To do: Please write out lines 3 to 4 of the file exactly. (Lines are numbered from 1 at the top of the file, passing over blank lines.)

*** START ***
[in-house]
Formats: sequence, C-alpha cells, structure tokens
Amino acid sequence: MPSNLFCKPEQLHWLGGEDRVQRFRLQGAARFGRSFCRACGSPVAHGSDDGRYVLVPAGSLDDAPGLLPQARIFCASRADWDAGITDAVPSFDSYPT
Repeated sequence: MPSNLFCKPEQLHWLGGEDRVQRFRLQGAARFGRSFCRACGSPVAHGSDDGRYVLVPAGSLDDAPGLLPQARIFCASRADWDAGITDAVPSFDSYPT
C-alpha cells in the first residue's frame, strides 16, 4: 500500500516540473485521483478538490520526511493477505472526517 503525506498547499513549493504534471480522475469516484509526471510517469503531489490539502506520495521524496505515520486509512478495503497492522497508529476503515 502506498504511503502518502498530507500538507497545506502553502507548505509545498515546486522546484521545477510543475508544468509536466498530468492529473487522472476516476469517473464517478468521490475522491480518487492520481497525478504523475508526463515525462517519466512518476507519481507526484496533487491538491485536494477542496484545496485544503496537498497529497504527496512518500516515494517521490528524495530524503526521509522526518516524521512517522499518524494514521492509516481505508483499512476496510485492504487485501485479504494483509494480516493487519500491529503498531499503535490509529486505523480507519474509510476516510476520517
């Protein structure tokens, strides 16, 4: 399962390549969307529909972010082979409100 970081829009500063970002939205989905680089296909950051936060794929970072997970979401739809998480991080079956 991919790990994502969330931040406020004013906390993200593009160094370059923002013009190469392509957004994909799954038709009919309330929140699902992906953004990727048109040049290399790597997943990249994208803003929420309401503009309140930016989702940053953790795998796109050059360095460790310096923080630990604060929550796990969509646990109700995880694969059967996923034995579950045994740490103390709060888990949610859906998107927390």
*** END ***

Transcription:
Amino acid sequence: MPSNLFCKPEQLHWLGGEDRVQRFRLQGAARFGRSFCRACGSPVAHGSDDGRYVLVPAGSLDDAPGLLPQARIFCASRADWDAGITDAVPSFDSYPT
Repeated sequence: MPSNLFCKPEQLHWLGGEDRVQRFRLQGAARFGRSFCRACGSPVAHGSDDGRYVLVPAGSLDDAPGLLPQARIFCASRADWDAGITDAVPSFDSYPT